Before I birthed my boys, a holiday conjured up images of sitting on a sunbaked square, shaded by arching plane trees, their branches casting shadows over the cafe terraces below. A glass, beaded with drops of condensation and filled with sparkling bubbles of local brew sits in front of me as my toes play absently in the sandy dust beneath my sandals. The buzz of a Vespa breaks into the torpor of an afternoon wasted, the scent of sunbaked asphalt mingles with exotic cigarette smoke. An indolent city break spent wasting time and money under sunny skies.
Or perhaps a white beach, dotted with deep blue padded sun loungers, an umbrella propped between them to hide you from the burning sun. The sea, lapping turquoise and tranquil, the air tinged with the peachy scent of suntan oil and a fancy, frozen cocktail dripping into the powdery sand. A blockbuster hangs loose and unread from a lazy, sleepy hand, sunglasses shade my eyes as I doze, luxuriating in the precious freedom of escaping the office.
The arrival of my son ripped the sunglasses from my nose and the book from my hand as he demanded entertainment, all the time, and if we failed to deliver the perfect child-friendly break he would retaliate by ruining our adult fun. The first holiday we took as parents we were unaware of these demands, and booked ourselves into an idyllic mountainside cottage in Umbria. Big mistake. Huge.
He alternated from hurling his eight-month-old self at the untended and lethal rose bushes, attempting to leap off the precipitous (and therefore no longer idyllic) mountainside, he refused all offers of food and gave up sleeping for the duration of the break. We ended up spending most of our time hunting out elusive Italian swings and seeking out organic veg to mush in a vain attempt to mirror his diet back home. By the end of the break I really needed a holiday.
Next time we booked into the plastic pleasures of Disneyworld. Instead of sipping an icy cold cocktail in a pretty piazza, I slurped up frozen lemonade as I watched fibreglass elephants dip up and down on mechanised arms to the squeals of their preschool cargo. Instead of travelling the world it was brought to me in all its santised, Americanised glory on the 'It's a small world' ride, which bobbed me seamlessly from Israel to Iceland without a sniff of jetlag.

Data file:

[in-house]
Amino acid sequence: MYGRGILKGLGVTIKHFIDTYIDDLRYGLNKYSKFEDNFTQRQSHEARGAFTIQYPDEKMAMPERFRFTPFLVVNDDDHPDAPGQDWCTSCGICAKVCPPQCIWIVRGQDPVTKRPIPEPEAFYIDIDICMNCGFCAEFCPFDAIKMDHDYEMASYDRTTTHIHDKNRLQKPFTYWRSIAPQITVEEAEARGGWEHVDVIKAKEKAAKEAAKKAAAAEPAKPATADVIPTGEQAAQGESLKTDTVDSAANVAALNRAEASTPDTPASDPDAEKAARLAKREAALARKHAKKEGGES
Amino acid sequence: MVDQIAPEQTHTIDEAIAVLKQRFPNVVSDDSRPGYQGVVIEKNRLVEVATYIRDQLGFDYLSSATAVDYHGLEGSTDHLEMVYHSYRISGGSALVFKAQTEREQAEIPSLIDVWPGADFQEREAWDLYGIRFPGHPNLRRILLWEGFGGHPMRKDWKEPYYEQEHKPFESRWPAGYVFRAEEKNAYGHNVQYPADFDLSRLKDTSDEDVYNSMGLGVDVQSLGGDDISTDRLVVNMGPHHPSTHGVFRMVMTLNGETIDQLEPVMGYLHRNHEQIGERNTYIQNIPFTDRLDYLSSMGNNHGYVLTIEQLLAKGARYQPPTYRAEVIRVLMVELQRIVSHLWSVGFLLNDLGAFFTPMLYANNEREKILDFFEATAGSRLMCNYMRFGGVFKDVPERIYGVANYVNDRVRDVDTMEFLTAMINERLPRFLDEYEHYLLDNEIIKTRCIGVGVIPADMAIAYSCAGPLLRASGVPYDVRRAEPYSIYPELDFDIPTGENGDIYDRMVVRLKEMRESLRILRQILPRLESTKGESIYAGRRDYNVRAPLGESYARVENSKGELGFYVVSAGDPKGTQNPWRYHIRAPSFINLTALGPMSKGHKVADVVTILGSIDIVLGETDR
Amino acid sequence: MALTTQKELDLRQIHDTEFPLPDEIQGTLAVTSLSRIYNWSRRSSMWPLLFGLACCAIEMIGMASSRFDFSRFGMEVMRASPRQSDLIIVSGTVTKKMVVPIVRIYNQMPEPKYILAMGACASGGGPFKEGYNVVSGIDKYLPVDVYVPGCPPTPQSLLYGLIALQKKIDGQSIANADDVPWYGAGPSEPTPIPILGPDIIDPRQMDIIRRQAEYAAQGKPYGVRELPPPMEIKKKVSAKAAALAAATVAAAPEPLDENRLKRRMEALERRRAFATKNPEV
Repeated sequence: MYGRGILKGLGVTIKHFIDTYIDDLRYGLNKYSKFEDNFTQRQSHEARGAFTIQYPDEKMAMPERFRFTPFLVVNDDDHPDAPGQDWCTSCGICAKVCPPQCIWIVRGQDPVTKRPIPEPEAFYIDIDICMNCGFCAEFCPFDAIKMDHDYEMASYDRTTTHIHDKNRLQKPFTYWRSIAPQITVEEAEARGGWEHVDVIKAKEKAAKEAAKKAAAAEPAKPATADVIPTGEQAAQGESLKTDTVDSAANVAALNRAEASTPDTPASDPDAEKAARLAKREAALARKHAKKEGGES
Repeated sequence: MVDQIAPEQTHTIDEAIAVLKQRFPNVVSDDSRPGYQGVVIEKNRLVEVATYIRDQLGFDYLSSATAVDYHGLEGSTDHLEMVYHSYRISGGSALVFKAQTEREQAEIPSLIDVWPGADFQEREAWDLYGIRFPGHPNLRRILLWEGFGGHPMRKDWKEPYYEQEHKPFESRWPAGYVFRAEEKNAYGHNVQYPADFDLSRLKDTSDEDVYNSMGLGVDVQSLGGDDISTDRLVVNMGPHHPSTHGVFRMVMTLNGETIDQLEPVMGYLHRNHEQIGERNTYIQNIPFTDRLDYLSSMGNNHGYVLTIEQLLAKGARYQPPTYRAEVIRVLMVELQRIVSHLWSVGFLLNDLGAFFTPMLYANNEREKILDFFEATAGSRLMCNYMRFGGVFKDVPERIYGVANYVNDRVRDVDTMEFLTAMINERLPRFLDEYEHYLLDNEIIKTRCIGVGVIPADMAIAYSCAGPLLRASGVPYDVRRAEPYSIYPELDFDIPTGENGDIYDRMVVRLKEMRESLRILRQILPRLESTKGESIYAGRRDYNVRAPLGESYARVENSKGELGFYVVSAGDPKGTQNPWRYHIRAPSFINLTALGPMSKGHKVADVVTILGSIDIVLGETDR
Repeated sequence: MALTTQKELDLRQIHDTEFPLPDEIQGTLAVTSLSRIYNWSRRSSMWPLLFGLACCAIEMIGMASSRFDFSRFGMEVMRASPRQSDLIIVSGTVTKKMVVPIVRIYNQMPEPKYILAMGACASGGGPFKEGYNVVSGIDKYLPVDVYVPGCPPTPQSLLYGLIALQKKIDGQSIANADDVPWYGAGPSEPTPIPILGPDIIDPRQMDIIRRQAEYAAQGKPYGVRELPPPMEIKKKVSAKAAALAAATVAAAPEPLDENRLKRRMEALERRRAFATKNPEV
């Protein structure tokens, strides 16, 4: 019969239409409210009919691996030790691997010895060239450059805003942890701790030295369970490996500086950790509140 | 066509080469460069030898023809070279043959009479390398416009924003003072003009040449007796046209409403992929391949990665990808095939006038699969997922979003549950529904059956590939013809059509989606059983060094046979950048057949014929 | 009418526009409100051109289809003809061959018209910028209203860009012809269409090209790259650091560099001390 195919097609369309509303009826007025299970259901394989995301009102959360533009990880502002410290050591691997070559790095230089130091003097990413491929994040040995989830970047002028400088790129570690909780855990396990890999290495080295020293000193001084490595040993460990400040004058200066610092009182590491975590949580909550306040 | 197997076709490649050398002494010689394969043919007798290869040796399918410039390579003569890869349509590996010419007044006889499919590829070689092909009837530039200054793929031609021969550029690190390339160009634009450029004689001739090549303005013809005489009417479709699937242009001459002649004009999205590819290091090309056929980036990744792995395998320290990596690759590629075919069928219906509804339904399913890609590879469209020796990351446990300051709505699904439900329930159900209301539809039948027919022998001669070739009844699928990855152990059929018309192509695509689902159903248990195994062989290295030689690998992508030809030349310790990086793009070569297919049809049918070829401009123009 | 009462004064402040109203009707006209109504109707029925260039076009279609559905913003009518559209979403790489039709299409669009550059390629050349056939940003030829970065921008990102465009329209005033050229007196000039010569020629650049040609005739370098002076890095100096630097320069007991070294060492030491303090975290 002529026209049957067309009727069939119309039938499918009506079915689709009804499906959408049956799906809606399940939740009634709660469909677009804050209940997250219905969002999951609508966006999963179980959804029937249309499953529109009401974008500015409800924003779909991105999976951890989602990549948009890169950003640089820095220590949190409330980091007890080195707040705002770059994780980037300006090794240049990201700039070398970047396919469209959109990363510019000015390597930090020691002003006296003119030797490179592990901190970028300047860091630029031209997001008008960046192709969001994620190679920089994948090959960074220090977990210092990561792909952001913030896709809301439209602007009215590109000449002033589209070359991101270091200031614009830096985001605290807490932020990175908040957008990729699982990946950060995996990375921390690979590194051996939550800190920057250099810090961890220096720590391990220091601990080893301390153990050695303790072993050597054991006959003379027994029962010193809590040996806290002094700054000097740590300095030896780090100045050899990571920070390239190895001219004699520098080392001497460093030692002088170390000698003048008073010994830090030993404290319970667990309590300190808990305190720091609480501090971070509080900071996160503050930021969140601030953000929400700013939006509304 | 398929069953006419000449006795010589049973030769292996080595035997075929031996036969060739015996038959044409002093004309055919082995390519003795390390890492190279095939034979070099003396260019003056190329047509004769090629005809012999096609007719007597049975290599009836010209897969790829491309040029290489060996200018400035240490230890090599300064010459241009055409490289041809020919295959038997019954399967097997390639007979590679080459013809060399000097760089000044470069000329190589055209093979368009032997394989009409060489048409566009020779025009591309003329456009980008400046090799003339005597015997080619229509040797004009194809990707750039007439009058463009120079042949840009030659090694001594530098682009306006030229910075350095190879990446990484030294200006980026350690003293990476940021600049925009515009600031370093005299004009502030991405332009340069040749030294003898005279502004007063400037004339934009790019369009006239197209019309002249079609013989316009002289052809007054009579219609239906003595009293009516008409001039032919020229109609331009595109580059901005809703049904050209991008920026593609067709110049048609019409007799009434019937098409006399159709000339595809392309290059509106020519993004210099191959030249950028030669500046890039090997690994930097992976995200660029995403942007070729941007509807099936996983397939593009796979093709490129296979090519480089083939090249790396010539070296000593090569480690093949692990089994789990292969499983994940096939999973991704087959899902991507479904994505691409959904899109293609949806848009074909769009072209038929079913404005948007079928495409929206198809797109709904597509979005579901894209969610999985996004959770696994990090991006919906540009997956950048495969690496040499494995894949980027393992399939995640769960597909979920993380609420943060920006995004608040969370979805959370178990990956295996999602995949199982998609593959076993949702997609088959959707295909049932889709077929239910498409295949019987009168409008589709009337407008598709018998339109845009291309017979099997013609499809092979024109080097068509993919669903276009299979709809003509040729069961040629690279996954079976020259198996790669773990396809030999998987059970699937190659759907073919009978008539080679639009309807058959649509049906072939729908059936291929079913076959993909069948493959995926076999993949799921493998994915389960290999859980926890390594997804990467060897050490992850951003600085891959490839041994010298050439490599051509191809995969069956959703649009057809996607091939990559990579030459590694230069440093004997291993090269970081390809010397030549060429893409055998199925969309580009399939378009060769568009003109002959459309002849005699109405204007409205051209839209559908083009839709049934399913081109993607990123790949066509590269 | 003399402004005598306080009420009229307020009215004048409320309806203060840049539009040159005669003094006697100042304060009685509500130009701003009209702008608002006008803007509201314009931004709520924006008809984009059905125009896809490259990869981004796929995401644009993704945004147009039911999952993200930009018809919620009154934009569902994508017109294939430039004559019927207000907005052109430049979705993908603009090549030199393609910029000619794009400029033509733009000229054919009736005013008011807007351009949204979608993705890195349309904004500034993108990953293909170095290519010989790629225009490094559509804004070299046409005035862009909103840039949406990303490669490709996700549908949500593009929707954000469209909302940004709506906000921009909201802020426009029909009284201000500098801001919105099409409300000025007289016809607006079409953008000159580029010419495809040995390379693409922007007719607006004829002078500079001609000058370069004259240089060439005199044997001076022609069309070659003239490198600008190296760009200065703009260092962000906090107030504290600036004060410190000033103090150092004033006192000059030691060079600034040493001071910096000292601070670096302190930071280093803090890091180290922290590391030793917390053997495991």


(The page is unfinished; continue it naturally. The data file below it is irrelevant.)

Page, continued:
I should have hated it, and at times I did, but what made swapping culture and experience for kitschy cheese and crayons with every meal, were the smiles on my boys faces. While I may cynically sneer at the Disney machine, my boys are too young to see the corporate cogs and instead are dazzled by the spectacle. Their eyes shine as Mickey comes to life and Belle blows them a kiss, they are amazed by fantastic fireworks and amused by sprinkling and spurting swimming pools, and that's enough for me.
Thanks to the credit crunch and the arrival of my baby boys, this year holidays are strictly home based, which is how I found myself trying England's answer to America's family vacations, Centre Parcs. As we huffed and puffed up and down the hills on unfamiliar bikes, I missed the land trains and trams of Florida, but as I watched my boys dive like otters into the manmade waves and play fight with handpuppets made in the onsite craft room, I realised what it is that makes a good holiday for me now. It's a simple formula - if they are happy, I am happy.
Now I just have to bide my time until what makes them happy is to go away with their mates so I can return to those pre-children holidays again.